The traditional method for cooking pasta wastes energy, according to columnist Harold McGee. McGee, who writes the “Curious Cook” column for The New York Times, recently investigated whether 4 to 6 quarts of boiling water are really necessary to cook a single pound of pasta.
After experimenting in his kitchen and consulting with Italian chefs, McGee concluded that a pound of pasta can be cooked to perfection using a mere 1 1/2 to 2 quarts of water, as long as the cook stirs the pasta for the first 1 or 2 minutes of cooking.
Millions of dollars of wasted energy
“I’ve found that we can indeed make pasta in just a few cups of water and save a good deal of energy,” McGee reported. “Not that much in your kitchen or mine — just the amount needed to keep a burner on high for a few more minutes.”
McGee continued, “But Americans cook something like a billion pounds of pasta a year, so those minutes could add up. My rough figuring indicates an energy savings at the stove top of several trillion BTUs. At the power plant, that would mean saving 250,000 to 500,000 barrels of oil, or $10 million to $20 million at current prices.”
McGee’s article is posted at The New York Times Web site.
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Rethinking Cooking procedures
Martin & Harold,
This is more than just the matter of the energy wasted to cook the pasta....
There is also an energy penalty associated with removing the extra moisture from the living space.
Many times Modern energy efficient homes have a surplus of moisture that needs to be eliminated either by extra(sometimes costly) air changes, extra air conditioning or supplemental dehumidification.
While the savings
While the savings in BTU's required to heat the excess water is dramatic, and the energy required to remove the additional interior moisture will add up,how about the energy savings in pumping and distributing the reduced amount of required water for the pasta cooking process? In addition to all this energy savings, how much water savings are we talking about? Using the numbers provided and if my math is right, we're talking about one billion gallons of water! Not just in drought prone areas like Colorado where we average seventeen inches of rain annually, thats an impressive reduction in water consumption. How many other examples of this kind of water and energy savings are out there waiting to be identified? AS we all know, the long road to energy independence starts with conservation.
More info on energy-efficient cooking
More information on energy-efficient cooking can be found in a March 18, 2009 Boston Globe article titled, "En route to greener life? You'll need a map." The article notes, "Ulf Sonesson, research coordinator for environmental research at the Swedish Institute for Food and Biotechnology, has looked at the most energy-efficient way of cooking. While scenarios can vary, a rough rule of thumb is: The microwave uses the least energy, followed by frying and boiling and, finally, the conventional oven. (Think how wasteful it is to heat up an entire oven just to cook a baked potato or two.) And since it's more energy-efficient to cook lots of food at once, Sonesson adds: 'Eat with a friend. That saves a lot of energy, actually.'"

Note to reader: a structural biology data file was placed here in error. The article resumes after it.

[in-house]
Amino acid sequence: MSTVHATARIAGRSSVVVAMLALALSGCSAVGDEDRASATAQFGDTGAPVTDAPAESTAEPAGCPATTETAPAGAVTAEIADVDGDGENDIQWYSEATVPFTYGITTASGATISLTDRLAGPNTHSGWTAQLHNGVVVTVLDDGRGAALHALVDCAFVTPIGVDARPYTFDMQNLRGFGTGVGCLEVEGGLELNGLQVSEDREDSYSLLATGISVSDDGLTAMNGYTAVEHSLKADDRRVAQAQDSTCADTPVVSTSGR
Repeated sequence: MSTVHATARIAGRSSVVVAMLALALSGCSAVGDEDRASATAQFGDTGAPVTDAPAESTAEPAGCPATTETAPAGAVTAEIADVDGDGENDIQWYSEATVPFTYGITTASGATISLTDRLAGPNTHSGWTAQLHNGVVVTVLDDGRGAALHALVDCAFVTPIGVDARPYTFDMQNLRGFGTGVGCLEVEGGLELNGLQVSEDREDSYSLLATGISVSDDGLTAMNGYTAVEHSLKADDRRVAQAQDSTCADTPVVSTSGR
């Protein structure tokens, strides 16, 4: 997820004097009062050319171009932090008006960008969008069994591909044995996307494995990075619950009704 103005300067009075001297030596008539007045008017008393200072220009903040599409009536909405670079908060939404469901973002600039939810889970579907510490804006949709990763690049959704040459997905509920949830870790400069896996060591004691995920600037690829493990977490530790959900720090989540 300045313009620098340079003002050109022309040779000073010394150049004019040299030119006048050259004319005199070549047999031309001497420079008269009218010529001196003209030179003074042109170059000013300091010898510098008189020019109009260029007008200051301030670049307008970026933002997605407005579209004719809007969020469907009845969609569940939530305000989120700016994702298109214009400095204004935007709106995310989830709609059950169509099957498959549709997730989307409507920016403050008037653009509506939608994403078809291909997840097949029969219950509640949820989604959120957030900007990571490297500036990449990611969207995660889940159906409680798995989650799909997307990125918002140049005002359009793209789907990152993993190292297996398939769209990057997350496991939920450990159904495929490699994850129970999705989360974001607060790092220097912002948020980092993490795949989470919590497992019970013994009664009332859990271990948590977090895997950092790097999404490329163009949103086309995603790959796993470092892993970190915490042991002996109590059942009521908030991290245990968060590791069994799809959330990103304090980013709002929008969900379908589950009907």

These are non-cooks
Sorry, guys, but non-cooks who grew up eating Chef Boy-Ar-Dee mush apparently have no sense of the taste and texture of perfectly prepared pasta. Unless you plan to stand and stir the entire time your pasta cooks, you won't enjoy the full extent of Italian food. Without adequate room for pasta to roam, it cooks unevenly. You probably make up for that by cooking it longer, which breaks down the texture, a major component of taste, giving you the Chef Boy-Ar-Dee effect.
Response to Susan Wohlford
I agree with one of your points: if the end result is overcooked pasta, then the energy savings aren't worth it.
Many cooks wouldn't consider it particularly burdensome to stir the pasta for 6 to 11 minutes. At the same time, you'll probably be standing at the stove anyway, stirring your sauce. Anyway, you can't ever really walk away from a pot of cooking pasta, because you have to taste it every 30 seconds to determine when it is al dente. Since you are standing there anyway, why not stir?
Remember, too, that the shape and size of the pasta will determine whether cooking is even or uneven. While failure to stir may result in uneven cooking with some pasta shapes, the same cooking method might work well with other pasta shapes.
Here's the bottom line: don't be timid with experimentation in the kitchen. Try cooking with less pasta water, and see if you like the results.
Of course, we all agree -- just say no to overcooked pasta!
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